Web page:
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Year : 2011  |  Volume : 2  |  Issue : 3  |  Page : 132  

Reclamation of sodic soil in North India through Acacia nilotica and Dalbergia sissoo


Amity Institute of Biotechnology, Amity University, Viraj Khand-5, Gomtinagar, Lucknow (U.P.)- 226010, India

Date of Web Publication26-May-2012

Correspondence Address:
Saba Hasan
Amity Institute of Biotechnology, Amity University, Viraj Khand-5, Gomtinagar, Lucknow (U.P.)- 226010
India
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Source of Support: None, Conflict of Interest: None


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How to cite this article:
Prakash J, Hasan S. Reclamation of sodic soil in North India through Acacia nilotica and Dalbergia sissoo. J Nat Sc Biol Med 2011;2, Suppl S1:132

How to cite this URL:
Prakash J, Hasan S. Reclamation of sodic soil in North India through Acacia nilotica and Dalbergia sissoo. J Nat Sc Biol Med [serial online] 2011 [cited 2020 Jan 28];2, Suppl S1:132. Available from: http://www.jnsbm.org/text.asp?2011/2/3/132/96259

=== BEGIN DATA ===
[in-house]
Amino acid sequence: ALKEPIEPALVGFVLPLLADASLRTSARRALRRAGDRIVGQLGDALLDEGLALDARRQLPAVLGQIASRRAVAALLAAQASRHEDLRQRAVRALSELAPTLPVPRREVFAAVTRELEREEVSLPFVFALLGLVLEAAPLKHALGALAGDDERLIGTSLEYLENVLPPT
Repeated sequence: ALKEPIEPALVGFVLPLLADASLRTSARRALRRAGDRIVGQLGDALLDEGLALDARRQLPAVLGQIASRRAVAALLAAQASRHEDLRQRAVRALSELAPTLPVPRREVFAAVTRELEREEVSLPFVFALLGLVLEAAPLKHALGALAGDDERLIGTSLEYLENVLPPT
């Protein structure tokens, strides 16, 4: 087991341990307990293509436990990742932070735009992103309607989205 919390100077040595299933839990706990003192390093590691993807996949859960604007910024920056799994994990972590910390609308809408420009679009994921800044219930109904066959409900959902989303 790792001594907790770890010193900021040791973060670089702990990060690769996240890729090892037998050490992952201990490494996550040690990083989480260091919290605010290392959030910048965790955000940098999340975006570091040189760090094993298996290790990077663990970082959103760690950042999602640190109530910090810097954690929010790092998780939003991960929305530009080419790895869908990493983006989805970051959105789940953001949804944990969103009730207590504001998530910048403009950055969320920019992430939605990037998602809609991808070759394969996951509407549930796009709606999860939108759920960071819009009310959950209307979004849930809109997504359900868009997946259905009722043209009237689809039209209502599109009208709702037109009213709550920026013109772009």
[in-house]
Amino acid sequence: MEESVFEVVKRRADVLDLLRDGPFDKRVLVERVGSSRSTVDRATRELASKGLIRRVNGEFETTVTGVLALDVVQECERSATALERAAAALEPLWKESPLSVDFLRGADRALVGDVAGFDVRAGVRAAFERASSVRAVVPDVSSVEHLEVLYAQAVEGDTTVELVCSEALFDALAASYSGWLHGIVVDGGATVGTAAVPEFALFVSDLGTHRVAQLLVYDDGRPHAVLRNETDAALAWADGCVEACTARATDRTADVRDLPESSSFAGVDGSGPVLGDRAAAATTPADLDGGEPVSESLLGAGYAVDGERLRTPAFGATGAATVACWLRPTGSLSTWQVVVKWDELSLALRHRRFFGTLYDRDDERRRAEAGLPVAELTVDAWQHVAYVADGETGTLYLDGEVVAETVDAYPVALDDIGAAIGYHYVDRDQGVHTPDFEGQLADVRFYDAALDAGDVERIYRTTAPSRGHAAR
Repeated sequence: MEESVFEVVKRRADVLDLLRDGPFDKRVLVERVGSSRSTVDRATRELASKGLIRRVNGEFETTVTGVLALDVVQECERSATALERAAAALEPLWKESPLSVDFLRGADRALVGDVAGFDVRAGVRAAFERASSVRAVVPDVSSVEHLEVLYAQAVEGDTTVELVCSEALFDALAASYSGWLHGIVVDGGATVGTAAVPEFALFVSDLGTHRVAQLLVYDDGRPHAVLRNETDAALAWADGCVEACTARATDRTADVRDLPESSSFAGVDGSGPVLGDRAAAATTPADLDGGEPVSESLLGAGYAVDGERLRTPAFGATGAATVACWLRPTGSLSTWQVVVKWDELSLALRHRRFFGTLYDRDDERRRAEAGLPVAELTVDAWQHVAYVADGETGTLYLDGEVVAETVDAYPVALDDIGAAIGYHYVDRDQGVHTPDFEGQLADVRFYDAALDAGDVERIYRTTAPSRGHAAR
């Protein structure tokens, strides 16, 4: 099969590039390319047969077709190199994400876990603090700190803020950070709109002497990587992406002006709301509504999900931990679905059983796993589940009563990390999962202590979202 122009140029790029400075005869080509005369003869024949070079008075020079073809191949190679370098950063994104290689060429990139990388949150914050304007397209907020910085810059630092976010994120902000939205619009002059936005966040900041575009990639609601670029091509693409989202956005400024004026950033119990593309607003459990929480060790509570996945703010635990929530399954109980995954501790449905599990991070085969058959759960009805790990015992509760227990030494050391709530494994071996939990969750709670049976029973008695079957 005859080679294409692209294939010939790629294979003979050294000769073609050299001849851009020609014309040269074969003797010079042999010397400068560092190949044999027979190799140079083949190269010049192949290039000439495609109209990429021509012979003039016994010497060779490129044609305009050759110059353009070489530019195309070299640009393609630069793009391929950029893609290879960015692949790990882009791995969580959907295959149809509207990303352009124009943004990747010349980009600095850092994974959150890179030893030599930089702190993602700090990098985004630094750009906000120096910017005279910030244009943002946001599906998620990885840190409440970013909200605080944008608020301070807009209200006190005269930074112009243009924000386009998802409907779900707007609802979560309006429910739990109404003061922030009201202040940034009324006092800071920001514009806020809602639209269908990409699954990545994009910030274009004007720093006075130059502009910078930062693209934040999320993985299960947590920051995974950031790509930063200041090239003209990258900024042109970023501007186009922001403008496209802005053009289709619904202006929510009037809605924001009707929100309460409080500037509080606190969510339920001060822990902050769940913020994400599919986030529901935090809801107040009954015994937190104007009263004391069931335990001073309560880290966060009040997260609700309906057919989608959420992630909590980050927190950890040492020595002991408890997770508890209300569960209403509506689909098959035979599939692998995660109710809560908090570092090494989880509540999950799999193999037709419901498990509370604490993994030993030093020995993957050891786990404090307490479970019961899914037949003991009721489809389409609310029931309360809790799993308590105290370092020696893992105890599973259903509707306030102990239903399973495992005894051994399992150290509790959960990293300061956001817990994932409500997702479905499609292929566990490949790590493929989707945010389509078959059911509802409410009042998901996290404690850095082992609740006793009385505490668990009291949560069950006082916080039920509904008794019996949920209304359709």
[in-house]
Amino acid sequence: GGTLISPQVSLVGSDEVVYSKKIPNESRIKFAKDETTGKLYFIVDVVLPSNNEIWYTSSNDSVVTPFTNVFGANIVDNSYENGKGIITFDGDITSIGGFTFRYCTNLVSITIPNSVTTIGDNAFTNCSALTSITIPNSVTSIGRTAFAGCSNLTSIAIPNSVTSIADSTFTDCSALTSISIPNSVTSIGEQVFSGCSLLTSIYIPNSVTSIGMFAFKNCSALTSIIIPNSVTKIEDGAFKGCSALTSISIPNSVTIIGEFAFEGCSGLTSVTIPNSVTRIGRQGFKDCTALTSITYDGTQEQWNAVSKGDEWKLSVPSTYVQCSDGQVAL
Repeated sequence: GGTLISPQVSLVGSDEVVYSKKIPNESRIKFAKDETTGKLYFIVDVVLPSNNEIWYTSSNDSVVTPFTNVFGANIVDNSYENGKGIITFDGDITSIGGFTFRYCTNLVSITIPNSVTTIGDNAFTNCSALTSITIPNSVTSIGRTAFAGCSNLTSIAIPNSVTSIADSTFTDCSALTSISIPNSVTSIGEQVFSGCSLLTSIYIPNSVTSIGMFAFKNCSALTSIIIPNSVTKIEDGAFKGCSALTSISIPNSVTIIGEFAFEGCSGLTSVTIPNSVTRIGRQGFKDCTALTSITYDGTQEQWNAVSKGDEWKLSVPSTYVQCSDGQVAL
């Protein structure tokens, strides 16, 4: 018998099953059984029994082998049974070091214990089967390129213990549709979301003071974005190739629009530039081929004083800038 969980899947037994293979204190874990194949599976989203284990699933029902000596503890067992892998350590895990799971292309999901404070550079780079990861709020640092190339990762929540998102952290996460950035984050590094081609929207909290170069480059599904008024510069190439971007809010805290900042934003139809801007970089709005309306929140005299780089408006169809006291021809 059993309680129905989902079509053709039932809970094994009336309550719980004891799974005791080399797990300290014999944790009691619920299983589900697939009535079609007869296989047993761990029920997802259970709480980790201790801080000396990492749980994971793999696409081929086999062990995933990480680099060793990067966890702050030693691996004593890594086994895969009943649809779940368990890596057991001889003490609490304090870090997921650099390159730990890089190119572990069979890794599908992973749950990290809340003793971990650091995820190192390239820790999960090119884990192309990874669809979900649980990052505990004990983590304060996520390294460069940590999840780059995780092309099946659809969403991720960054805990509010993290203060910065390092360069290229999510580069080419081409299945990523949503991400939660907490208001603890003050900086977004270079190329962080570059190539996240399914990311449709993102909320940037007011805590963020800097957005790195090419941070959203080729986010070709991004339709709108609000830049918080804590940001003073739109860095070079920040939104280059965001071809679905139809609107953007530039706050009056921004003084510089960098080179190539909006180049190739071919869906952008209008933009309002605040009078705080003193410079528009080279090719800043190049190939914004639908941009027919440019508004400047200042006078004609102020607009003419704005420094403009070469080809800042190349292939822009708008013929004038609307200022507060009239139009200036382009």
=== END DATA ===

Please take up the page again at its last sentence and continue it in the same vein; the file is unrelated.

Uttar Pradesh (U.P.), a northern state of India has more than 1.2 million hectares of salt affected soil, most of which is alkali affected. Chemical amendments have been used through the world for almost 100 years to reclaim saline -sodic soil and sodic soils. A novel approach to the reclaimation of sodic soil is bioremediation. Bioremediation mainly works on the principle of enhanced CO 2 partial pressure in the root zone because of root and microbial respiration,which increase the solubility of calcite, and improved soil physical properties due to root growth. Sodic soils can be successfully reclaimed and utilized through environmental conservation programmes such as afforestration. In the present investigation, experiments were conducted sodic lands in Lucknow region and it was observed that Acacia nilotica and Dalbergia sissoo raised on moderately sodic soils and they reclaimed the upper layer significantly. Soil organic C, exchangable Ca++ and cation exchange capacity increased with the time corresponding to plant growth, whereas Ph, exchangeable Na+ percent and exchangeable Na + decreasd markedly. Although the plantation suffered from stressed growth and low productivity, Dalbergia sissoo reclaimed the soil more efficiently in comparision to Acacia nilotica. About 42% and 31% reduction in soil ESP was observed in 0-20 cm depth under Acacia nilotica and Dalbergia sissoo stands. At this level of partial reclamation, many other crops or trees can be raised to diversify the land use system for better stability as well as sustainability.




 

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